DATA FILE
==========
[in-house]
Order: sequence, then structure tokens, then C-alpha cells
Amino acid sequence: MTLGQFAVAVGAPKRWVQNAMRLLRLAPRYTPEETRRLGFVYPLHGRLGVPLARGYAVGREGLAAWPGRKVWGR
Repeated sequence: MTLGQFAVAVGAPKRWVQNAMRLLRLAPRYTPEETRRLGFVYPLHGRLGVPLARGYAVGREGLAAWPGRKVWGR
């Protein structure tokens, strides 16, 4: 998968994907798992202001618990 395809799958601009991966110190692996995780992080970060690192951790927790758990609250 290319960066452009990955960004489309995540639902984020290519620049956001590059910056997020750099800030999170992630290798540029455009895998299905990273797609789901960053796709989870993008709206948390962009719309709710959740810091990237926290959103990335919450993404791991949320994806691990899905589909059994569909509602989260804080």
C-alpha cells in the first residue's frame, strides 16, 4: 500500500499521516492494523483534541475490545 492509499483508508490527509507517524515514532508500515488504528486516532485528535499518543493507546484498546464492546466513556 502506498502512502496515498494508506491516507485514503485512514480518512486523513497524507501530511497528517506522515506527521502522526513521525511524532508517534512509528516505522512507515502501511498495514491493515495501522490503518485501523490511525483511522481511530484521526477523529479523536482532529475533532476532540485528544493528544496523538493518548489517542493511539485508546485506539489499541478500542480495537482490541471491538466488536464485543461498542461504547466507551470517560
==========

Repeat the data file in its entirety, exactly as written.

[in-house]
Order: sequence, then structure tokens, then C-alpha cells
Amino acid sequence: MTLGQFAVAVGAPKRWVQNAMRLLRLAPRYTPEETRRLGFVYPLHGRLGVPLARGYAVGREGLAAWPGRKVWGR
Repeated sequence: MTLGQFAVAVGAPKRWVQNAMRLLRLAPRYTPEETRRLGFVYPLHGRLGVPLARGYAVGREGLAAWPGRKVWGR
């Protein structure tokens, strides 16, 4: 998968994907798992202001618990 395809799958601009991966110190692996995780992080970060690192951790927790758990609250 290319960066452009990955960004489309995540639902984020290519620049956001590059910056997020750099800030999170992630290798540029455009895998299905990273797609789901960053796709989870993008709206948390962009719309709710959740810091990237926290959103990335919450993404791991949320994806691990899905589909059994569909509602989260804080």
C-alpha cells in the first residue's frame, strides 16, 4: 500500500499521516492494523483534541475490545 492509499483508508490527509507517524515514532508500515488504528486516532485528535499518543493507546484498546464492546466513556 502506498502512502496515498494508506491516507485514503485512514480518512486523513497524507501530511497528517506522515506527521502522526513521525511524532508517534512509528516505522512507515502501511498495514491493515495501522490503518485501523490511525483511522481511530484521526477523529479523536482532529475533532476532540485528544493528544496523538493518548489517542493511539485508546485506539489499541478500542480495537482490541471491538466488536464485543461498542461504547466507551470517560